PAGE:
96. iffen says:
    @Talha

    LD prayed. Hell, even I would pray if I thought it would help.

  97. iffen says:
    @TKK

    he could be in a studio apartment in Iowa.

    God! In Iowa! No wonder he seems to be on such a bummer.

    Obviously, I don’t know, but I have read his comments for a while and a lot of his observations on prole life ring true. I think that he has a twinge of guilt about leaving his peeps to their fate. He possible could have made a positive difference in some of the lives there.

    I’m not really trying to cast stones. It’s a big part of our culture.

    Grab the brass ring, strive, save yourself.

    [MORE]

    They Feed They Lion

    By Philip Levine

    Out of burlap sacks, out of bearing butter,
    Out of black bean and wet slate bread,
    Out of the acids of rage, the candor of tar,
    Out of creosote, gasoline, drive shafts, wooden dollies,
    They Lion grow.
    Out of the gray hills
    Of industrial barns, out of rain, out of bus ride,
    West Virginia to Kiss My Ass, out of buried aunties,
    Mothers hardening like pounded stumps, out of stumps,
    Out of the bones’ need to sharpen and the muscles’ to stretch,
    They Lion grow.
    Earth is eating trees, fence posts,
    Gutted cars, earth is calling in her little ones,
    “Come home, Come home!”

  98. @Jeff Stryker

    ‘Would you feel safer walking down the Karachi causeway at night or East Los Angeles? ‘

    That one’s easy. East LA. It’s not that bad.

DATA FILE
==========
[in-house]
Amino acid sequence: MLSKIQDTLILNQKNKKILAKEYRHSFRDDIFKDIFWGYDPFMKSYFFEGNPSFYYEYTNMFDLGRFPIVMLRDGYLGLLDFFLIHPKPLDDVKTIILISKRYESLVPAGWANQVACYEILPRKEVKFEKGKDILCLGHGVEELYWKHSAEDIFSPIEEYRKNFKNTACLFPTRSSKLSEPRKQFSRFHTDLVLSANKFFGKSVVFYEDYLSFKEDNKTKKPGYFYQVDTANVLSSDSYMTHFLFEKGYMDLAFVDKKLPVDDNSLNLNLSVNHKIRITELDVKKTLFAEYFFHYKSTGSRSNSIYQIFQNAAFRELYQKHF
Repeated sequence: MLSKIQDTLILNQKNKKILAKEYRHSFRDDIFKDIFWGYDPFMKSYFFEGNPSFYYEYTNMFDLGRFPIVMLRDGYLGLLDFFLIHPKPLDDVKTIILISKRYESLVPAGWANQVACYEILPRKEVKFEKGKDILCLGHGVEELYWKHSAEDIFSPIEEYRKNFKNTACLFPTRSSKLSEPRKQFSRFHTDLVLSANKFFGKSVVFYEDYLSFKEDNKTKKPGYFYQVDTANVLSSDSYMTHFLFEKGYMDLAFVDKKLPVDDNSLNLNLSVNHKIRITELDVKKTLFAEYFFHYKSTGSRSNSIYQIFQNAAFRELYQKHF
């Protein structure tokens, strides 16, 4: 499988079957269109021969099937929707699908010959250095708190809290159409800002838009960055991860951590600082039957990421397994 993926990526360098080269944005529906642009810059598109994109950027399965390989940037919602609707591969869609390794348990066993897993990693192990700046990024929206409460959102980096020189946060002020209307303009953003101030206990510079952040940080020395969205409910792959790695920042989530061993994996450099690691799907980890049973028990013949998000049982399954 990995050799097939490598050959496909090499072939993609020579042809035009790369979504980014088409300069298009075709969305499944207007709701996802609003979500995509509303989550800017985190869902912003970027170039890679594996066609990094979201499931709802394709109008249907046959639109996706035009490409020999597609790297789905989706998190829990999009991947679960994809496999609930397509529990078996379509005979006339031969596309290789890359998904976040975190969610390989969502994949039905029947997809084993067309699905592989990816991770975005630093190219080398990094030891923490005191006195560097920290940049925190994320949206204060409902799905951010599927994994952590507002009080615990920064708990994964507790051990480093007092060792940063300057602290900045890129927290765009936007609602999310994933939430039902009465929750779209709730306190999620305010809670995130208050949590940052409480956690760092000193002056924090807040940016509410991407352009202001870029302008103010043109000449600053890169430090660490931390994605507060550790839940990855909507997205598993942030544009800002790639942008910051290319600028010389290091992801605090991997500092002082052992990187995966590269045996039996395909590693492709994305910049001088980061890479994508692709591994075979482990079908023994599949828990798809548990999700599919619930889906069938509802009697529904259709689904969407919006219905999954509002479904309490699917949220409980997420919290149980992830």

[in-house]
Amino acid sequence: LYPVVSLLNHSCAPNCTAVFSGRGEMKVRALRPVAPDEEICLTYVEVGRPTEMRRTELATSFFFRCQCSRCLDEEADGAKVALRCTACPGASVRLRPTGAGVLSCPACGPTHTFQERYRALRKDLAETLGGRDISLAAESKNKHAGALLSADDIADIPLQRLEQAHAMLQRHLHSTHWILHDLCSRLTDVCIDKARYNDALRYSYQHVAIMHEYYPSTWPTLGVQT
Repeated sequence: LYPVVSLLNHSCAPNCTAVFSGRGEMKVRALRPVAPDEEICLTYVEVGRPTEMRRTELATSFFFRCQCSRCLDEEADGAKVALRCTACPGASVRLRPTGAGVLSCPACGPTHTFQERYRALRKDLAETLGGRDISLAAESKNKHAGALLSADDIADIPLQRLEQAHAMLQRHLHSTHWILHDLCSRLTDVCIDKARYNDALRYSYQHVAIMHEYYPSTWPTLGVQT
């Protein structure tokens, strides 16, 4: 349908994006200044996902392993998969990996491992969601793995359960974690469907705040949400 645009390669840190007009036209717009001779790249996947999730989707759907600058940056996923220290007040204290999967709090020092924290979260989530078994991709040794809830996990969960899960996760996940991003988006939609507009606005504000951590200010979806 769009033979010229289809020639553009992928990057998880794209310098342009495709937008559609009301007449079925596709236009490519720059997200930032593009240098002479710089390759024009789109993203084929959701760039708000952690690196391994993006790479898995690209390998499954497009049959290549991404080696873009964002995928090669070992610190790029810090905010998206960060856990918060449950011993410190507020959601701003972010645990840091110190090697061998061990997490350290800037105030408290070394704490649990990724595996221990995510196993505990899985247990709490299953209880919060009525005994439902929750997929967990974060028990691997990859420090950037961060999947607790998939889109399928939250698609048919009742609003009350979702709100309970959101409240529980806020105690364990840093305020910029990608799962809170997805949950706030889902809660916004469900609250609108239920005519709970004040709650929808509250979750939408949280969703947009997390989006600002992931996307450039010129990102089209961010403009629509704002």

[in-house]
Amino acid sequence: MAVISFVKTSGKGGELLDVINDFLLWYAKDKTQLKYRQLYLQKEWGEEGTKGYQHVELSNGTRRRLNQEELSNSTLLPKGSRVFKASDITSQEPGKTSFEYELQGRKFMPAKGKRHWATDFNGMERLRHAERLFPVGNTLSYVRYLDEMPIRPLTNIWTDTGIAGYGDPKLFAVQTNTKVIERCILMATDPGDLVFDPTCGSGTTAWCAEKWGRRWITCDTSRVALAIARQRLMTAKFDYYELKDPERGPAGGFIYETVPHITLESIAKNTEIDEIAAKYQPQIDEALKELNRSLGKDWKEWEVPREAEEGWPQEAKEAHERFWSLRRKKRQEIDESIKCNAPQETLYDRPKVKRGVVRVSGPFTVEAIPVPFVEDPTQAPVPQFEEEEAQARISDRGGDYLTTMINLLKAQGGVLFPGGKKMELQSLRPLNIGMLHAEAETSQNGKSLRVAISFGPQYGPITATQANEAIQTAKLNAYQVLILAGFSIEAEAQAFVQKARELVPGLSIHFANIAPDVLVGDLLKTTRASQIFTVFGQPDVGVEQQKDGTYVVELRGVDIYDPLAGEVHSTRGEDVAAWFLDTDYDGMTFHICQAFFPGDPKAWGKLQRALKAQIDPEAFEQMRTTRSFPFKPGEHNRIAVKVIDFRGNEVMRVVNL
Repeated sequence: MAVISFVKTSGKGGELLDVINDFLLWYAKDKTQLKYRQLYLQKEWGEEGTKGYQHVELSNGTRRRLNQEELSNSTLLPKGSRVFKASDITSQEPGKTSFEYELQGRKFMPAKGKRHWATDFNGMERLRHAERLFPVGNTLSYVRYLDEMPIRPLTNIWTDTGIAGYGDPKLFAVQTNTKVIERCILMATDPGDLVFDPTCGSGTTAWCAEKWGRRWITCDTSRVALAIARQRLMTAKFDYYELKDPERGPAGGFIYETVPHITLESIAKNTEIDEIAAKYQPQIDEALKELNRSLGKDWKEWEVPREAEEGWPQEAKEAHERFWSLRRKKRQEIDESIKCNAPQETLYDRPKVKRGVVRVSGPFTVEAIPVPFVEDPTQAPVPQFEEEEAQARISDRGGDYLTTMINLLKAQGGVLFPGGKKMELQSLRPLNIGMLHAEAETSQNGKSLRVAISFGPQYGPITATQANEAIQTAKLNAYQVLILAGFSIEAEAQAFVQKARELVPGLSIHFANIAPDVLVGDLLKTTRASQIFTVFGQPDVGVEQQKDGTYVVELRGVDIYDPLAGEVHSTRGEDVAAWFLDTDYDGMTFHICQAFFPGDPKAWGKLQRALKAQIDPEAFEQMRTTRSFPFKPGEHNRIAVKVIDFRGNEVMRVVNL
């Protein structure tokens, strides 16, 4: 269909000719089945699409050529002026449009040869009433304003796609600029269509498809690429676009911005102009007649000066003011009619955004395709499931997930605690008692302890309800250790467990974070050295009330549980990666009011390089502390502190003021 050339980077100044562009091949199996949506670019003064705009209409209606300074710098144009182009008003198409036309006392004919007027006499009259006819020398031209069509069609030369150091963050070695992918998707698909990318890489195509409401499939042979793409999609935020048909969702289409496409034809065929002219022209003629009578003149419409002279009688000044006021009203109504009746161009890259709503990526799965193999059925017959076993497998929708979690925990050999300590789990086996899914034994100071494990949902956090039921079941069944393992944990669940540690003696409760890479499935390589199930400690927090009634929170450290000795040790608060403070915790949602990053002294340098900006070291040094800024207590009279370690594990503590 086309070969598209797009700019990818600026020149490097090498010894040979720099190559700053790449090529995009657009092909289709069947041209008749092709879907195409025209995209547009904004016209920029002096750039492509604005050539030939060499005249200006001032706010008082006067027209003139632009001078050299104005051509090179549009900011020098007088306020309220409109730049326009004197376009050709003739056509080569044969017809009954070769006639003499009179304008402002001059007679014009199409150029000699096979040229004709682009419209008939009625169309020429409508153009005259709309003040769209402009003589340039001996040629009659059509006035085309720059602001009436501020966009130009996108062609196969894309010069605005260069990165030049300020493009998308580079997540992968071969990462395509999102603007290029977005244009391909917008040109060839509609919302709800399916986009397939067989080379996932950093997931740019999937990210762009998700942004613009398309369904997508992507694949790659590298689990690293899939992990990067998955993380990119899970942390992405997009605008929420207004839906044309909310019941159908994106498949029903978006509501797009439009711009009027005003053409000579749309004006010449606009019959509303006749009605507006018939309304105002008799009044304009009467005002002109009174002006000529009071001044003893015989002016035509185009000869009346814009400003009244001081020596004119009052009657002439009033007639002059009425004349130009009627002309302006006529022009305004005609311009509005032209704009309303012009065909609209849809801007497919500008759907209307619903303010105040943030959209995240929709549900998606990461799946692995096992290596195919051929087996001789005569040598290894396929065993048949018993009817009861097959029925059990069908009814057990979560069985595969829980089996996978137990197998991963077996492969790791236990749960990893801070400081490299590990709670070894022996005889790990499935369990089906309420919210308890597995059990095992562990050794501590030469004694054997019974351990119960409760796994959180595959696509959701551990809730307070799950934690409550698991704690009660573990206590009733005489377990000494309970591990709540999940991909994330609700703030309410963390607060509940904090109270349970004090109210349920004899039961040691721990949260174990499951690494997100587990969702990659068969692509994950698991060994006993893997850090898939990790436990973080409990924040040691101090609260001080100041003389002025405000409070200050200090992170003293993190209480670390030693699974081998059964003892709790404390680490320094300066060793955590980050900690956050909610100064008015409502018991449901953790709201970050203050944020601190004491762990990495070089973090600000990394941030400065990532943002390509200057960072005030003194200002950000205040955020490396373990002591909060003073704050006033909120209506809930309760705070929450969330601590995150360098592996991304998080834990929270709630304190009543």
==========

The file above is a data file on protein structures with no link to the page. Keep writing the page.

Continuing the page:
Plus, I’m familiar with it. Can’t say the same about Karachi.

    East LA. Hands down.

  99. Anonymous[543] • Disclaimer says:
    @Colin Wright

    Unfortunately, they probably are.

  100. Anonymous[388] • Disclaimer says:
    @anonymous

    White men tend to be much better behaved husbands than low class Asian men. Less drinking, less prostitution, less chauvinism, less domestic violence. If they’re really lucky, none at all.

  101. Jeff Stryker: ““Thick” is a British expression.”

    It’s also an expression that a certain type might use if he wanted to put on airs of intelligence and sophistication. For some reason, Americans think that a British accent makes the speaker sound intelligent. The same goes for using British slang. Yes, old chap, to write “arse” instead of “ass” or “shite” instead of “shit” is ever so much more high class! LOL! Likewise with his reference to “the Bard”, above. He’s trying hard to convey how smart he is. Even so, the idiot gets the quote wrong. It’s “methinks”, not “Me thinks”, and it comes at the end of the phrase, not the beginning. Such a mistake is typical for a midwit such as a lawyer.

    But deciding whether he’s a liar or a lawyer isn’t important. There’s almost no difference between the two anyway. The one has a law degree, the other doesn’t, but both are liars and both are scum. The lawyer just makes his parasitical living from it.